In order to make the culture shock seem a little less painful, I decided we should make the most of the streak of glorious weather that heralded our return - including sneaking in a trip to see the last of the bluebells at Ashridge - by immersing ourselves fully in the most British of pastimes; pies, pints and sitting outside at the pub. If anything was going to lift us from our post-holiday malaise I felt it was going to be best bitter and meat and potatoes.

The first pie we tried to help ease ourselves back into familiar waters – yes, the Aussies are famously fans of a pastry product, but served with ketchup and a cold lager, which isn’t quite the same thing at all – was at the Flower Pot in Aston, about half way between Henley and Hurley.

The Ewing hadn’t experienced its eccentric delights before, and was very taken with all the eclectic collection of taxidermy in the dining room, including giant carp and a couple of boar heads mounted on the wall.

I was more interested in the beer. As a Brakspear pub, they offer a roster of their real ales, including one of my favourite traditional English ales; Brakspear Bitter. This was in perfect condition, bitter-sweet with a backbone of malt and a gentle floral note from the traditional goldings and fuggles hops. 

Unsparkled, it still had a pleasingly tight head and creaminess and, at a modest 3.4 percent, it meant I could sneak an extra pint in while waiting for dinner. Why be a #craftwanker, when you can be a real ale bore.

For me, late spring is the pretty much the perfect time of year to be outside; not yet too hot, just before the wasps really get going and as the tree pollen count is winding down. The perfect time to enjoy a pub garden, and the Flower Pot has a decent one – large with plenty of tables with sun shades and, on our visit, lots of well-behaved dogs, who seemed to be enjoying the sunshine as much as we were.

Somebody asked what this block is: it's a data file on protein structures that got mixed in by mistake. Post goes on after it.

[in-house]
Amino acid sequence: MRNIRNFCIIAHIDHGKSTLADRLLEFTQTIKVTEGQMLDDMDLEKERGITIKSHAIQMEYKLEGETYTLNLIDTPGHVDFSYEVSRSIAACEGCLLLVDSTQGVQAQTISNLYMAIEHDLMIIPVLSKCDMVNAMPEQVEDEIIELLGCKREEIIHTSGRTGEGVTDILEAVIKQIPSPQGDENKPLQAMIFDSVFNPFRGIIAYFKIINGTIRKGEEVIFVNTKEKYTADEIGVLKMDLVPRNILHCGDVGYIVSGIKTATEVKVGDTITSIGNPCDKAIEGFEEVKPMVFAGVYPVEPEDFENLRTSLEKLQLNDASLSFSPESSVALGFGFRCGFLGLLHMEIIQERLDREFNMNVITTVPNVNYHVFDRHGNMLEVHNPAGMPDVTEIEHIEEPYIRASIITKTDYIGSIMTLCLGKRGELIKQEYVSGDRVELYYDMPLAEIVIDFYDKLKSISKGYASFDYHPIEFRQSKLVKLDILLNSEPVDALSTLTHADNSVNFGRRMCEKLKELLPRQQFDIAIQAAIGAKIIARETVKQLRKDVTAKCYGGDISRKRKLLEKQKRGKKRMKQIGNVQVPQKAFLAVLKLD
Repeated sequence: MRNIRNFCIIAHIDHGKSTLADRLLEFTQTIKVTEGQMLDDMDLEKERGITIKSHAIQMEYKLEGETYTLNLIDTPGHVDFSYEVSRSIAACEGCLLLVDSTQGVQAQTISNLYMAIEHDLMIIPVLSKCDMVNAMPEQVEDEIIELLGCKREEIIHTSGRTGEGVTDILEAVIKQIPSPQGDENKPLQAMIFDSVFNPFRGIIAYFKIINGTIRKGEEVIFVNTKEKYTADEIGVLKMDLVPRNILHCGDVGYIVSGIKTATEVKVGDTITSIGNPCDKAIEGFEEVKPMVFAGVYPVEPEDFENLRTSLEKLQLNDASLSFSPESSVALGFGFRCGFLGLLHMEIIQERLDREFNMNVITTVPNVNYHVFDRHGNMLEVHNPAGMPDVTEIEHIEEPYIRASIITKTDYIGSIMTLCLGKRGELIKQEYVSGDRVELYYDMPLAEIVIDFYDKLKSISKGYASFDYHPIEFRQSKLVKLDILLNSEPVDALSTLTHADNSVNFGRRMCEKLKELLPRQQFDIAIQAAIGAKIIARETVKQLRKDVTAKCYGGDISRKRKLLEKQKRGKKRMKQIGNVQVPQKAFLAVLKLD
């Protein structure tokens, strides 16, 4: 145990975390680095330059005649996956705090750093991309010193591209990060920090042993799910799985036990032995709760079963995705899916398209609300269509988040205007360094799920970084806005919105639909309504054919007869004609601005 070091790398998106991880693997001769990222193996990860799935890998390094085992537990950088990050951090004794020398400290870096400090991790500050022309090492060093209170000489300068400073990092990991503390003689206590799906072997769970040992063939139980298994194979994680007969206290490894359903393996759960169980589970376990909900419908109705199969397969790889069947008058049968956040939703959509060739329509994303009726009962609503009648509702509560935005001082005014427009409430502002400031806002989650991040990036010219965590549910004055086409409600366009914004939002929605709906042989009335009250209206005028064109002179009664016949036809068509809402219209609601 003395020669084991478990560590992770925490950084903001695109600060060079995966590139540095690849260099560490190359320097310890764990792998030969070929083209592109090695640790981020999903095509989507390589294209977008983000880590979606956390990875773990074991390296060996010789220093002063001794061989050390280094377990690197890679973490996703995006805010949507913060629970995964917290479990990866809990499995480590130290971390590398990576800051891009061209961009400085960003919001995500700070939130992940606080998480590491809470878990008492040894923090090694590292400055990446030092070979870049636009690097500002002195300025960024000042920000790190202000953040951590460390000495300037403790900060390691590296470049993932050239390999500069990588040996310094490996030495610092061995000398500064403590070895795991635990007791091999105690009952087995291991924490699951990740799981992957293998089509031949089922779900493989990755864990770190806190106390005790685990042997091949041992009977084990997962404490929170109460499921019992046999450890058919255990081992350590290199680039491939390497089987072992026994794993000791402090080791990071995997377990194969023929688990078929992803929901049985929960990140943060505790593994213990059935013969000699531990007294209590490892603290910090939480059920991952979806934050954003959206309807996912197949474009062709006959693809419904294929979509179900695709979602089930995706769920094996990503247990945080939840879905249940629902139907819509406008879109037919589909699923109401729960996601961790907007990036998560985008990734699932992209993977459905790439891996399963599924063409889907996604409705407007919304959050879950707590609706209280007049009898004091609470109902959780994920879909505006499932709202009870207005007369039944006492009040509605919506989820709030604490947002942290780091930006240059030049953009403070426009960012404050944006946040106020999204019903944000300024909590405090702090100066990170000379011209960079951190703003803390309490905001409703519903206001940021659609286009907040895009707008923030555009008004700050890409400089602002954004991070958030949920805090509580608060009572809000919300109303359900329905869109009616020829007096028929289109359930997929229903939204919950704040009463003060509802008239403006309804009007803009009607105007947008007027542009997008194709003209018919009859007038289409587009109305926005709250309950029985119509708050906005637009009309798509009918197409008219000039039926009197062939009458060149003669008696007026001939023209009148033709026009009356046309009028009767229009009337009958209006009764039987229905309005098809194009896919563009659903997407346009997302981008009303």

Shortly we were also joined by two giant wedges of homemade pie from their pie board - one game (pheasant, partridge and turkey) and one rabbit – both served with chips, peas, and lashings of gravy. Firstly, and most importantly, they possessed a crust both top and bottom. Secondly, it was shortcrust, the supreme baked pie pastry (if we’re not including suet pastry, which is more for a steamed pudding) and thirdly the crust was in turns both crispy and stodgy, in the perfect ratio.

Both pies were excellent, being filled generously with chunks of juicy meat in a creamy, well-seasoned sauce. We didn’t encounter any lead shot, but there were a couple of bits of bone in with the bugs, so beware if you shovel your dinner down with rapacity, as I do. Chips were perfectly OK, and generously portioned and who doesn’t love a frozen pea.